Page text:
These papers’ themes have been selected to develop a clear perspective on priority areas for The Green Economy, as well as specific theme papers focussing on global inequality, energy, planetary limits, global finance, employment and skills, and natural capital.
Stakeholder Forum, with Bioregional and the Earth Charter Initiative, has produced a paper that consolidates a range of principles for the green economy, building on existing agreements and also emerging recommendations. The paper hopes to contribute to the emerging debate on defining principles for the green economy to ensure that it serves in the interest of sustainable development.
Paper 1: The Green Economy. Two decades after the Earth Summit in 1992, attempts to govern, sustainably, the global environment and manage the world economy without destabilising crises, are hopelessly disconnected. Since the original Earth Summit conference, we have lived with an economic model based on debt-fuelled overconsumption that co-exists with vast levels of poverty and inequality.
Paper 2: Beyond GDP. For decades governments have allowed a single indicator, Gross Domestic Product (GDP), to assume dominance as the critical measure of a nation’s progress. It is now widely recognised by politicians and officials across the world that we must move beyond GDP and recognise it for what it is – a measure of economic exchange, which is itself a means to an end; the ‘end’ being the achievement of high well-being for all within environmental limits (‘sustainable well-being’).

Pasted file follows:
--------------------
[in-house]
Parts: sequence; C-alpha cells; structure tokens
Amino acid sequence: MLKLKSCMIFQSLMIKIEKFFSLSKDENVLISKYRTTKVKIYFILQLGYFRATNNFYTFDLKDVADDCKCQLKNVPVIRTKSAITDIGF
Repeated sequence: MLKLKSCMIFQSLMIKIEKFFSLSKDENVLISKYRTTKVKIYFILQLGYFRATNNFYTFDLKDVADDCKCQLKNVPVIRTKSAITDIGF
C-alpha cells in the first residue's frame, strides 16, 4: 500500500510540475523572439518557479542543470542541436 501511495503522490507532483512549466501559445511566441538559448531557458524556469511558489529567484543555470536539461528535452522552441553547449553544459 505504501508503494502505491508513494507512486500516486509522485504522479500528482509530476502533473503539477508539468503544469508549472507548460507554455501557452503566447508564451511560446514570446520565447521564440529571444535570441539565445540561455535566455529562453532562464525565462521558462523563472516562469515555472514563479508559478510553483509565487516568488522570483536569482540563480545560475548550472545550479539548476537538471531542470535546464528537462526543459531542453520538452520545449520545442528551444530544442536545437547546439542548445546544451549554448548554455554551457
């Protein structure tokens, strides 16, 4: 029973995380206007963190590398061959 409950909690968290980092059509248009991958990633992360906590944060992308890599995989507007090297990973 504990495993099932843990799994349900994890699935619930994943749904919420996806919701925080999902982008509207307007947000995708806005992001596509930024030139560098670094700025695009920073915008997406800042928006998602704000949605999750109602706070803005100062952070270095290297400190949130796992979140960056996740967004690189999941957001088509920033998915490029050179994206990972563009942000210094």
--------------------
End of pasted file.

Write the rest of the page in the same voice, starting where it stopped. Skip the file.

Paper 3: Global Inequality. In Paper 3 we propose a “plenty line” as a counterpart to the poverty line. We present this as a means of focusing public and political attention on the issue of over-consumption. Here we ask, is there a level of income such that people with incomes above this level
have minimally greater well-being than those with incomes at this level?
Paper 4: Living within Limits. If everyone lived the global middle-class lifestyle of London or Shanghai we would need three planets to support us. And yet, the average citizen of Bangladesh consumes the equivalent of just a third of a planet.
Paper 6: Energy Resources & Services. Three key issues frame this challenge paper: the deep and persistent poverty that characterises large parts of the developing world, the imperative associated with climate change (both mitigation and adaptation) and, rising and volatile energy prices.
Paper 8: Managing Natural Capital. The natural world has a lot to teach us. Above all, it teaches us about systems and cycles; that altering one component of a system, however small, can have wider implications within and beyond a given cycle. Human society, the planet, and the economy are all systems and are all bound together in intricate relationships.
Paper 11: Trade. Outsourced emissions are a major loophole in current efforts to tackle climate change and build a green economy. International flows of carbon embedded in trade have grown considerably since the original Rio summit, with developed northern nations benefiting unjustly
from effectively outsourcing pollution to developing southern states.